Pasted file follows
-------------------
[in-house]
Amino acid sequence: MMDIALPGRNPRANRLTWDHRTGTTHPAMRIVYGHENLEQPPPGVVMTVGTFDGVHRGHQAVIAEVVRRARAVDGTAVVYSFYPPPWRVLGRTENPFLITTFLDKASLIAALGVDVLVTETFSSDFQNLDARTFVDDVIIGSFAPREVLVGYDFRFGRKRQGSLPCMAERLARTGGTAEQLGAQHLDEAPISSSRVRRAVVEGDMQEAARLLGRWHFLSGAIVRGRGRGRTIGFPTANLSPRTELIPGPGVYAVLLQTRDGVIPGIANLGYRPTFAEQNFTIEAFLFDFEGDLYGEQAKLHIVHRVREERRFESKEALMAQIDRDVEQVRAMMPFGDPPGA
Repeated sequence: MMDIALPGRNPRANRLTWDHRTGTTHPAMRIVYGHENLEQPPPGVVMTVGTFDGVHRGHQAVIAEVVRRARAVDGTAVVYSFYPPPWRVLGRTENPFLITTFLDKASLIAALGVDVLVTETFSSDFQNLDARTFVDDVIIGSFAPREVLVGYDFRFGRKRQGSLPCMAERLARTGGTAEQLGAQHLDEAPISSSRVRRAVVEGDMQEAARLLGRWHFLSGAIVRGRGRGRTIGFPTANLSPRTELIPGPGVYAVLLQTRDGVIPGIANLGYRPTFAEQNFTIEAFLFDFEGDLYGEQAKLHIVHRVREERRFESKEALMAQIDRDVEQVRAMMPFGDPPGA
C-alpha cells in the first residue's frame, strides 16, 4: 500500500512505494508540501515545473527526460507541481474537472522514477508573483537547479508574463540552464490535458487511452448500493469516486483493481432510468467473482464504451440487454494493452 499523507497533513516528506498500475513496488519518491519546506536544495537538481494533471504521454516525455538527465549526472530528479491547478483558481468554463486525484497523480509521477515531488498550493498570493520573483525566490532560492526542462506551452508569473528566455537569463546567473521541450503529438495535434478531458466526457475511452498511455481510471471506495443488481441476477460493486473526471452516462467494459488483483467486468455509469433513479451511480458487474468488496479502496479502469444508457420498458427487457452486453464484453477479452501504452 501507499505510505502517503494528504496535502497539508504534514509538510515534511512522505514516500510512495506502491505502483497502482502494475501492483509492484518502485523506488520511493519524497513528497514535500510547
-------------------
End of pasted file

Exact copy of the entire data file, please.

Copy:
[in-house]
Amino acid sequence: MMDIALPGRNPRANRLTWDHRTGTTHPAMRIVYGHENLEQPPPGVVMTVGTFDGVHRGHQAVIAEVVRRARAVDGTAVVYSFYPPPWRVLGRTENPFLITTFLDKASLIAALGVDVLVTETFSSDFQNLDARTFVDDVIIGSFAPREVLVGYDFRFGRKRQGSLPCMAERLARTGGTAEQLGAQHLDEAPISSSRVRRAVVEGDMQEAARLLGRWHFLSGAIVRGRGRGRTIGFPTANLSPRTELIPGPGVYAVLLQTRDGVIPGIANLGYRPTFAEQNFTIEAFLFDFEGDLYGEQAKLHIVHRVREERRFESKEALMAQIDRDVEQVRAMMPFGDPPGA
Repeated sequence: MMDIALPGRNPRANRLTWDHRTGTTHPAMRIVYGHENLEQPPPGVVMTVGTFDGVHRGHQAVIAEVVRRARAVDGTAVVYSFYPPPWRVLGRTENPFLITTFLDKASLIAALGVDVLVTETFSSDFQNLDARTFVDDVIIGSFAPREVLVGYDFRFGRKRQGSLPCMAERLARTGGTAEQLGAQHLDEAPISSSRVRRAVVEGDMQEAARLLGRWHFLSGAIVRGRGRGRTIGFPTANLSPRTELIPGPGVYAVLLQTRDGVIPGIANLGYRPTFAEQNFTIEAFLFDFEGDLYGEQAKLHIVHRVREERRFESKEALMAQIDRDVEQVRAMMPFGDPPGA
C-alpha cells in the first residue's frame, strides 16, 4: 500500500512505494508540501515545473527526460507541481474537472522514477508573483537547479508574463540552464490535458487511452448500493469516486483493481432510468467473482464504451440487454494493452 499523507497533513516528506498500475513496488519518491519546506536544495537538481494533471504521454516525455538527465549526472530528479491547478483558481468554463486525484497523480509521477515531488498550493498570493520573483525566490532560492526542462506551452508569473528566455537569463546567473521541450503529438495535434478531458466526457475511452498511455481510471471506495443488481441476477460493486473526471452516462467494459488483483467486468455509469433513479451511480458487474468488496479502496479502469444508457420498458427487457452486453464484453477479452501504452 501507499505510505502517503494528504496535502497539508504534514509538510515534511512522505514516500510512495506502491505502483497502482502494475501492483509492484518502485523506488520511493519524497513528497514535500510547